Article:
[messaging] Proposal: AOL should start offering free SSL Certificates
diafygi at gmail.com
Mon Aug 18 17:13:14 PDT 2014
Howdy all, I'm not sure if this is within the scope of this forum, so
please ignore it if it is.
A month ago, I proposed that Firefox should change its generic http
icon to be a broken lock. This would offer a bit of negative
feedback for websites that do not use https and hopefully encourage
them switching to https. This was obviously a big ask, and it sparked
quite extensive discussions in both the Mozilla and Chromium
security mailing lists. Most people were sympathetic to the goal, but
the bug eventually got closed as Verified Wontfix.
Anyway, two of the recurring arguments against the proposal were:
1) SSL Certificates are expensive.
2) Certificate Authorities are a racket.
I don't necessarily see these as deal breakers to being more
aggressive with https adoption, but I can understand where these
arguments are coming from. StartCom offers a free certificate, but you
have to pay to have it revoked, and a lot people got burned on that
during Heartbleed (including me). I'm not aware of anyone else who
offers a free SSL Certificate, even with the revocation gotcha. So I
can see how the perception is that certs are a cost that isn't worth
it for your personal blog or random side project site. Also, I can
sympathize with the perception that CAs are racket because they all
come across as pretty scammy with their upsells and add-ons that don't
actually add much.
Unfortunately, it seems like any sort of PKI alternative is years if
not decades away, so I began brainstorming short-to-mid-term solutions
to this problem.
I started by looking at the default root certificate repositories that
the major browsers and operating systems use. They are mostly your
regular list of CAs and governments, but there's one name that popped
out as unique: AOL.
America Online has two legacy certificates in the Microsoft,
Apple, NSS, and Android default list of root CAs. I'm
assuming this is from back when AIM as all the rage, but remarkably
AOL has been keeping up the audits for them. Does anyone have any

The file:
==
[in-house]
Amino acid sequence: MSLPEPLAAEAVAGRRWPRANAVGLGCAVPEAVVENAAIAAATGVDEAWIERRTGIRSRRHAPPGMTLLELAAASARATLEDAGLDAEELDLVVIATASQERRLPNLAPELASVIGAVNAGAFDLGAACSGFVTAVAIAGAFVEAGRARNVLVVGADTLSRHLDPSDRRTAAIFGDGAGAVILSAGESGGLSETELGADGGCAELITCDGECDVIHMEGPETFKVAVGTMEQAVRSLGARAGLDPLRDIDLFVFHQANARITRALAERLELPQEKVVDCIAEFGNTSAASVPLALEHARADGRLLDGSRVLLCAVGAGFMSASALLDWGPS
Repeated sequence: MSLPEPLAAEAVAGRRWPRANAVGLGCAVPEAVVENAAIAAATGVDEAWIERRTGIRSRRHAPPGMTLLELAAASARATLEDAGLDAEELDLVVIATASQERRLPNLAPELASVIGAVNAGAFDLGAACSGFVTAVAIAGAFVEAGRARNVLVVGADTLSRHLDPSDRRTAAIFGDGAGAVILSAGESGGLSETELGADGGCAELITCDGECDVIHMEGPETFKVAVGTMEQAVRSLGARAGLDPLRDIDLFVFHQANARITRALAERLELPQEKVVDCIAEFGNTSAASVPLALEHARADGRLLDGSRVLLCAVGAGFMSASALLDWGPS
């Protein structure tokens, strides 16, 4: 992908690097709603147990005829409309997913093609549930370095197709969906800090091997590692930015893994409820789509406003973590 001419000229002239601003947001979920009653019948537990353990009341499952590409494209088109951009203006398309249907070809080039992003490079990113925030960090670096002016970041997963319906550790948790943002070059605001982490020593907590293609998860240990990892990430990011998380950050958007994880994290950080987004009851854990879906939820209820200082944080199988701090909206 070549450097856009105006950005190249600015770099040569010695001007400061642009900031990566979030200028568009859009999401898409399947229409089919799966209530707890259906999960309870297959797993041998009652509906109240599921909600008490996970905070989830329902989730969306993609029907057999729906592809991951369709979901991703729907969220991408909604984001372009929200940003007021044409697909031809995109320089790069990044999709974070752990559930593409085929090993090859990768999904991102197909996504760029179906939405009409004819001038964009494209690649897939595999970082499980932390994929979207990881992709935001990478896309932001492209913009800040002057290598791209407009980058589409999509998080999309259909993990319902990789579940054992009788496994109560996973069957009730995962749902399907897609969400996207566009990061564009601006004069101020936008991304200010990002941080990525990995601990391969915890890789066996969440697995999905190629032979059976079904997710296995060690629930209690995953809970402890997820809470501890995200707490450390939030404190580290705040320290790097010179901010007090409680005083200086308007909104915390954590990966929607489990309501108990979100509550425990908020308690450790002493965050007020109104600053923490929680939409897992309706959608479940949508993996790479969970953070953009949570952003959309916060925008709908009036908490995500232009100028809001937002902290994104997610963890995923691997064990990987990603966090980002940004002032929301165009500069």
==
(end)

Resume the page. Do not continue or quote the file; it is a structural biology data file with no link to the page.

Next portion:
more info on the history of these certs?
I think might be a great opportunity to address the two problems
above. Could AOL start offering free SSL Certificates?
1) Their root certificates are already in everyone's list (backwards
2) Their core business model is not issuing certificates (not seen as a racket).
3) They would get a huge press coverage for being a "savior of HTTPS"
or some such spin (positive spotlight for AOL).
4) There would now be competition in the free SSL cert market (maybe
other CAs would start offering free options, too).
1) This would be a cost for AOL. Perhaps other tech companies could
partner with them to subsidize the cost of issuing the certificate?
Perhaps there could be kickstarter to pay for the costs? Perhaps AOL
could spin off a non-profit foundation or donate the certificates to
2) Unforseen technical problems associated with starting to chain to a
certificate that hasn't been in active use for a long time. I have no
idea what these could be. Thoughts?
3) SSL certs would likely be issued with no warranty (since they are
free). Not a deal breaker in my opinion, because the scope for these
could be for non-commercial use.
Anyway, just tossing out this idea for feedback. There's no sense in
pursuing this further if there's technical reasons making this
impossible. Also, does anyone know anyone who works at AOL?
 - https://bugzilla.mozilla.org/show_bug.cgi?id=1041087
 - https://groups.google.com/forum/#!topic/mozilla.dev.security.policy/iU86qMOwvWs
 - https://groups.google.com/a/chromium.org/forum/#!topic/security-dev/rGM2oiKZqZU
 - https://pki-info.aol.com/AOL/
 - https://social.technet.microsoft.com/wiki/contents/articles/14216.windows-and-windows-phone-8-ssl-root-certificate-program-april-2012-a-d.aspx
 - http://support.apple.com/kb/HT5012
 - https://www.mozilla.org/en-US/about/governance/policies/security-group/certs/included/
 - https://android.googlesource.com/platform/libcore/+/master/luni/src/main/files/cacerts/2fb1850a.0
 - https://pki-info.aol.com/AOL/2013_AOLRoot_Audit_Attestation.pdf
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